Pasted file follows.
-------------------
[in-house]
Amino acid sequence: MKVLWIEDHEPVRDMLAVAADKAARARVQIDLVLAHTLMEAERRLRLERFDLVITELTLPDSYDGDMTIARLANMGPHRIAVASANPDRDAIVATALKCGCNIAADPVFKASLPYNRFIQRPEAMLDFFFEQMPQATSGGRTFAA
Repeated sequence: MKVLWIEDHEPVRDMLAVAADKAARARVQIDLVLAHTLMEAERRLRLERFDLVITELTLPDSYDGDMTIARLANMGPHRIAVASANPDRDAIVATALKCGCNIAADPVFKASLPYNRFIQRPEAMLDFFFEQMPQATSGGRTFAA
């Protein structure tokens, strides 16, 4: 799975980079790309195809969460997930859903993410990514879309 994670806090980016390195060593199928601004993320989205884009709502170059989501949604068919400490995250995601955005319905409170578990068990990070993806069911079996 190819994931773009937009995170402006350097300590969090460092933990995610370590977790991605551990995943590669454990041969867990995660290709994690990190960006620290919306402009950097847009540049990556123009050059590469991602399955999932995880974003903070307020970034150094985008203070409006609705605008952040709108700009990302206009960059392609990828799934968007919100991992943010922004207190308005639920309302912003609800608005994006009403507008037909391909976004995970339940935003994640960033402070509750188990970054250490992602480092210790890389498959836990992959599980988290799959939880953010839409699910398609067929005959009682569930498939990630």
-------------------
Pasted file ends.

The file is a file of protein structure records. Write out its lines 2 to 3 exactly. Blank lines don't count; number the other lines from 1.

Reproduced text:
Amino acid sequence: MKVLWIEDHEPVRDMLAVAADKAARARVQIDLVLAHTLMEAERRLRLERFDLVITELTLPDSYDGDMTIARLANMGPHRIAVASANPDRDAIVATALKCGCNIAADPVFKASLPYNRFIQRPEAMLDFFFEQMPQATSGGRTFAA
Repeated sequence: MKVLWIEDHEPVRDMLAVAADKAARARVQIDLVLAHTLMEAERRLRLERFDLVITELTLPDSYDGDMTIARLANMGPHRIAVASANPDRDAIVATALKCGCNIAADPVFKASLPYNRFIQRPEAMLDFFFEQMPQATSGGRTFAA